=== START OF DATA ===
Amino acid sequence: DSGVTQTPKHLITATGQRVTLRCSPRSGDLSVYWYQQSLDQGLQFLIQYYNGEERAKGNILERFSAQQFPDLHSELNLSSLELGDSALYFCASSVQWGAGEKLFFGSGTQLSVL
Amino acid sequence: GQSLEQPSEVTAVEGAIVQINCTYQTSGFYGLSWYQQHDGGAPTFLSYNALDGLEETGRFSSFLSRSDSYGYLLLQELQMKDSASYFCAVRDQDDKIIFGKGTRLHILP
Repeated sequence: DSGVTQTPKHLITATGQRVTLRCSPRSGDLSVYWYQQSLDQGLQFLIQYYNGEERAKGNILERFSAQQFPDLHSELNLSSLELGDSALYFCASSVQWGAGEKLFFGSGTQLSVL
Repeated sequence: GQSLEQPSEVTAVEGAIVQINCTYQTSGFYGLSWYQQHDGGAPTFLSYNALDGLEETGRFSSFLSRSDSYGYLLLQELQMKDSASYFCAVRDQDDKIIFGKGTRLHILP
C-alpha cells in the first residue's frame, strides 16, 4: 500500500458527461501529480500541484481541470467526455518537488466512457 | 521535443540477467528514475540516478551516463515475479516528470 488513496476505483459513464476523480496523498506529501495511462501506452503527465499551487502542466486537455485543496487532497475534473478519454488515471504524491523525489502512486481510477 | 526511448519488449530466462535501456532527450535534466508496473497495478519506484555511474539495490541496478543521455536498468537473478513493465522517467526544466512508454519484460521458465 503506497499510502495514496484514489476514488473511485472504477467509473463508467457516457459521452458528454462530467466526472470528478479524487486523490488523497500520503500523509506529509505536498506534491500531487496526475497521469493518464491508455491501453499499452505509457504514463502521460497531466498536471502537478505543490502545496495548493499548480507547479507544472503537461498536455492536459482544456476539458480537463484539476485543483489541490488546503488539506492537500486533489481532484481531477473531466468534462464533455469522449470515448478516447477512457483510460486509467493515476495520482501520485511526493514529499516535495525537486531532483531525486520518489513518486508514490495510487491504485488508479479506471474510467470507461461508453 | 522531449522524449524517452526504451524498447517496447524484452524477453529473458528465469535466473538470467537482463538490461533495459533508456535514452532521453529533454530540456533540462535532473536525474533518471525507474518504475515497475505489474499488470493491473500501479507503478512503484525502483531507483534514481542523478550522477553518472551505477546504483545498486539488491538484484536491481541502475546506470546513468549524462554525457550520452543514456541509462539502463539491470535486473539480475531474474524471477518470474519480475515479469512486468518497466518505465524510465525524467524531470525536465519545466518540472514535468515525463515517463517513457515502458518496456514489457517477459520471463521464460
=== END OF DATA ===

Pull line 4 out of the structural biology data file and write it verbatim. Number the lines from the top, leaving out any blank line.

Repeated sequence: GQSLEQPSEVTAVEGAIVQINCTYQTSGFYGLSWYQQHDGGAPTFLSYNALDGLEETGRFSSFLSRSDSYGYLLLQELQMKDSASYFCAVRDQDDKIIFGKGTRLHILP